One of the greatest challenge of leading a church – especially a small church in 21st century Europe – is managing expectations.
If our expectations are too low then we won’t be involved in mission. If we think it’s unlikely anyone in our town will trust in Christ then we’re unlikely to speak of Christ to people. If I think my neighbour is unlikely to convert then I’m not going an effort to invite them to experience the life of the church. If our expectations are too low then we won’t proclaim Christ.
But if our expectation are too high then we risk becoming disillusioned. And disillusionment would mean not getting involved in mission. I’ve been in churches were people said things like, ‘We should buy 500 song books because if we don’t have faith for growth then God won’t bless us.’ I’ve often heard people predicting revival will break out in the coming months. I’ve had people say we should pray for a thousand people to be saved or a hundred churches to be planted. And in one sense there’s nothing wrong with having big expectations because we have a big God. But a year later people are disappointed and frustrated. You can whip up enthusiasm with exaggerated expectations once, maybe twice. But people are not stupid. After a while they lose hope. They lose motivation.
So if our expectations are too low then we won’t proclaim Christ. But if our expectations are unrealistic then we become disillusioned and we won’t proclaim Christ.
John 21:1-14 speaks to this challenge.
A number of the disciples go fishing on Lake Tiberias (which is another name for Lake Galilee). They fish all night, but catch nothing. As morning comes Jesus appears on the shore. They don’t recognise him, probably because it’s still twilight. He shouts, ‘Friends, haven’t you any fish.’ The word translated ‘friends’ is a colloquial word. It’s equivalent would be something like, ‘Hey lads, you caught anything? Try on the other side.’ When they do they can’t pull the net up because it is so full of fish. At this point they realise it’s Jesus. ‘It’s the Lord.’ When they land, they find Jesus already cooking breakfast for them.
At the end of the previous chapter Thomas declares: ‘My Lord and my God!’ In many ways, it’s the climax of the Gospel. This is John’s big idea. He wants people to see Jesus and declare, ‘My Lord and my God.’ Everything builds to this moment.
John’s Gospel has a number of signs – miracles that point to the identity of Christ. And John numbers his signs. In chapter 4, for example, Jesus heals the son of a royal official. And John tells us. ‘This was the second miraculous sign that Jesus performed.’ (4:54) John presents a sequence of signs to prove that Jesus is the Son of God.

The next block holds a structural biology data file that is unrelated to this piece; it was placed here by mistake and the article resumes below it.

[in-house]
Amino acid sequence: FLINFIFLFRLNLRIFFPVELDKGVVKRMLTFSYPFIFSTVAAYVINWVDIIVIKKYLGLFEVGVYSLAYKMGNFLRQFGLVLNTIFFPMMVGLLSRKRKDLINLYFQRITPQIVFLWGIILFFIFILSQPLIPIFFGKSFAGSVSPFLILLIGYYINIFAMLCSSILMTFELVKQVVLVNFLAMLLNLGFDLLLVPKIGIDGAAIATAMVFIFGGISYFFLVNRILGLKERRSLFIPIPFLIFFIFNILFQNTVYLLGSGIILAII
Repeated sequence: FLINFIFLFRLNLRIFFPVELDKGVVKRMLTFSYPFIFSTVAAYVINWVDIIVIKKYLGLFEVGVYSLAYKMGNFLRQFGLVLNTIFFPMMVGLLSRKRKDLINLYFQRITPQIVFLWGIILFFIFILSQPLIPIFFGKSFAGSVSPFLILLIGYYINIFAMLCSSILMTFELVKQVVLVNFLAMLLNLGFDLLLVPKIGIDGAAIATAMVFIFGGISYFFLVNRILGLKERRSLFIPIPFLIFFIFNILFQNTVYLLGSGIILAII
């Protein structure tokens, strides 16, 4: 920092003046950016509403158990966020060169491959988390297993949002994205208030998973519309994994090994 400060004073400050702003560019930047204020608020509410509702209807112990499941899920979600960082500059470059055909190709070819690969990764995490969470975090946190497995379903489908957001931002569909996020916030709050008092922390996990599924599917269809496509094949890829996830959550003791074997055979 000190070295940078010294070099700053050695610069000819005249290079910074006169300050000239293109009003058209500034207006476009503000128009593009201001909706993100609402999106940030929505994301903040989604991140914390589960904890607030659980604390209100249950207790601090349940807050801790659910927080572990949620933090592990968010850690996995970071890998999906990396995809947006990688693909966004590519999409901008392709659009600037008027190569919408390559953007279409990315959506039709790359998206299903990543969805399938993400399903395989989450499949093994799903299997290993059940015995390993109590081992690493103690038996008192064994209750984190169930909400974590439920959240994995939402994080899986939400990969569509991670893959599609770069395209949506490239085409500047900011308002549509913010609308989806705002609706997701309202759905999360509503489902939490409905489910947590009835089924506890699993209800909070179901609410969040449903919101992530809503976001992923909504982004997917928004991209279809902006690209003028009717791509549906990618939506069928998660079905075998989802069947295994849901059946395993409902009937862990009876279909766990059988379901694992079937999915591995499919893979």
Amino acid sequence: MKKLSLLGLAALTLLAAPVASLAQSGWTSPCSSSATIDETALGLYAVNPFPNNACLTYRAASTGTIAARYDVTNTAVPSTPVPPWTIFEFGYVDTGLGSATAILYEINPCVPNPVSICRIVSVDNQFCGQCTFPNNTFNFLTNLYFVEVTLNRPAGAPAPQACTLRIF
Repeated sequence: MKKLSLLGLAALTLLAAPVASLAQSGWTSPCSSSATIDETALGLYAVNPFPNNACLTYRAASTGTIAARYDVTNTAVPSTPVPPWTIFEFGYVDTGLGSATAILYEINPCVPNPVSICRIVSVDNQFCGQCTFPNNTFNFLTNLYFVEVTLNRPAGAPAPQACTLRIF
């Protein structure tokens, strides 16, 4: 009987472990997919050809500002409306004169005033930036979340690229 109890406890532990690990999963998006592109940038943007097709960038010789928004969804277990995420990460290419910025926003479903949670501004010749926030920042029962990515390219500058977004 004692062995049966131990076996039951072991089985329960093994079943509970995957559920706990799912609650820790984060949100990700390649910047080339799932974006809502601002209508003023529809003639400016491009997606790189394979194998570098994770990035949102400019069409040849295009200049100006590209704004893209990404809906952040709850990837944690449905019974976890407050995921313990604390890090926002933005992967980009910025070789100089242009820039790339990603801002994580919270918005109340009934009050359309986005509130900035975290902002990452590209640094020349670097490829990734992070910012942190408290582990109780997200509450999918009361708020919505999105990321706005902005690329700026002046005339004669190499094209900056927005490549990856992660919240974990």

Now in the closing chapters he presents a number of resurrection appearances. Look at how this section begins and ends. Verse 1 begins: ‘Afterwards Jesus appeared again to his disciples.’ And verse 14 says: ‘This was now the third time Jesus appeared to his disciples after he was raised from the dead.’ And notice how, like the signs, John numbers these appearances. We’re given (1) the proof of the signs and (2) the proof of the appearance.
In verse 2 John includes ‘Nathanael from Cana’. Nathanael has not been mentioned since chapter 1. The point is that Cana was the site of Jesus’ first two signs. The people of Cana saw the first two signs of the incarnate Christ. Now Nathanael from Cana witnesses of the third revelation of the glory of the risen Christ.
When John describes the first sign (the turning of water into wine) this is his comment: ‘This, the first of his miraculous signs, Jesus performed at Cana in Galilee. He thus revealed his glory, and his disciples put their faith in him.’ (John 2:11) The word translated ‘revealed’ (‘revealed his glory’) is exactly the same word as the word translated ‘appeared’ in verse 1. Verse 1 is literally ‘Jesus revealed himself’. Through the signs Jesus revealed his glory. Now Jesus reveals himself.
Jesus himself has become the sign. Imagine following a sequence of signposts as you travel to a town. And then you drive over the brow of the hill and there is the town itself. You don’t need the signposts anymore because you can see the town itself. The signs of Jesus have pointed to his identity. But now he has risen. Now he himself is the sign. And he beckons us to come to him.